State elections director tours NC11 polling places
After widespread complaints about the way Georgia’s pandemic-influenced Primary Election was conducted last week, North Carolina’s top elections official isn’t taking any chances with the 11th Congressional District Second Primary slated for June 23.
“As the state elections director, I am responsible for giving guidance to the counties, but I think at times the best thing you can do is to see firsthand whether that guidance is practical or not,” said Karen Brinson Bell, executive director of the State Board of Elections.
Bell visited Haywood County’s early voting location, the Senior Resource Center, on June 17, after stopping off in Hendersonville.
“They are seeing significant turnout compared to the other counties, but it it's a well-oiled machine, actually. I'm really pleased with what was going on,” Bell said. “Most voters are turning out with their own masks, but they have masks available, like we're doing in all the counties — hand sanitizer, proper social distancing, the desktop or tabletop protective shields, well-spaced voting booths. I’m seeing the same thing here in Haywood County.”
Robbie Inman, director of the Haywood County Board of Elections, said that come Election Day those same safety measures will be in place at all of the county’s polling locations.
“It doesn't matter the size or even the location, all of them are going to be prepared exactly the same way,” Inman said. “Some of them just have some unique obstacles that we'll overcome that day. We'll just maybe at worst have to limit the number of people that can actually get inside a facility or approach a facility. We'll just have to manage that from outside.”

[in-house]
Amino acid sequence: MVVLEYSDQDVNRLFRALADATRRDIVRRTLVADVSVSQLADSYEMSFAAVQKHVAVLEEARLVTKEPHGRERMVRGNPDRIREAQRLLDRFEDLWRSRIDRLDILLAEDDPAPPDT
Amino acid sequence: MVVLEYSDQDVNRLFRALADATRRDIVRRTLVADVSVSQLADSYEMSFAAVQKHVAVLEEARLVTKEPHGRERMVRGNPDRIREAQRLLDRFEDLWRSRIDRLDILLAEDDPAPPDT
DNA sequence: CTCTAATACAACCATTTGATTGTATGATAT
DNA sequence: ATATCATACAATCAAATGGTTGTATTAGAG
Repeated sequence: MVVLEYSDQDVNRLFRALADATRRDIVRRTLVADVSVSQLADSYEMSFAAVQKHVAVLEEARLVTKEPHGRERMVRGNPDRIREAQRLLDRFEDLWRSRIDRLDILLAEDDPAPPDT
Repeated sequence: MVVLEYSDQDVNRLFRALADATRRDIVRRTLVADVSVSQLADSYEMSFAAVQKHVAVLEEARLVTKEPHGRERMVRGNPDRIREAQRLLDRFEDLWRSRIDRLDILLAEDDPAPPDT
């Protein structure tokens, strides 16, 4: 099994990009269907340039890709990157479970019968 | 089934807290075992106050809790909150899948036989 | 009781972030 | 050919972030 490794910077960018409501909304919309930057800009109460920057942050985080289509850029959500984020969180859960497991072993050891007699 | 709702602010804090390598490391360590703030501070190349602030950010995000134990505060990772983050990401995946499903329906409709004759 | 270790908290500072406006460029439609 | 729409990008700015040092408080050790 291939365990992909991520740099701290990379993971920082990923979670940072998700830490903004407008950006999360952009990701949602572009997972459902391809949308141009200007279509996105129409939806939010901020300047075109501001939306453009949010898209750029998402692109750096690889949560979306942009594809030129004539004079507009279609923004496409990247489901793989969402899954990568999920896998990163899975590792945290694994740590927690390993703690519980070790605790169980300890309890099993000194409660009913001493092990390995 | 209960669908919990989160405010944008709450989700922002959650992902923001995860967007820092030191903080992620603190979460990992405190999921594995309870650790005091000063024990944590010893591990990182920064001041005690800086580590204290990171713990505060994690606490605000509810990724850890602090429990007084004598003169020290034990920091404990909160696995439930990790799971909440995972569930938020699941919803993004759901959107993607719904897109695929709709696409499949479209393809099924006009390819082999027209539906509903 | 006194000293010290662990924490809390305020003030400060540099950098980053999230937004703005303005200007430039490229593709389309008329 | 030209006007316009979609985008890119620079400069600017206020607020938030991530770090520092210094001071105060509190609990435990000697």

While it may take a little longer to vote at the polls on Tuesday, neither Bell nor Inman anticipates a delay in reporting the results.
“You're not going to see any difference in how the election results are reported. Our absentee-by-mail ballots are going to be processed and prepared to tabulate well before 7:30 [when the polls close] on election night,” Inman said. “As long as I have anything to do with it, they will be reported first, before anything else. After that would be one stop [ballots]. Then, we'll start with the precincts.”
Bell said she’d also visit Buncombe and McDowell counties on June 18, and if there was only one takeaway voters could glean from her visit, it would be that the June 23 Second Primary would be both safe, and secure.
“I want to remind voters that while we are ensuring that they do not have to fear disease while they come to cast their ballot, they also should be reassured that we're continuing with our efforts to ensure the security of voting,” she said. “We anticipated 2020 being our biggest challenge, but we want them to know that they're able to cast their ballots and that they know that their vote counts.”
Early voting in the 11th Congressional District Second Primary ends on Saturday, June 20. On Election Day, June 23, polling places will be open from 6:30 a.m. to 7:30 p.m.
For more information, visit the N.C. State Board of Elections at www.ncsbe.gov.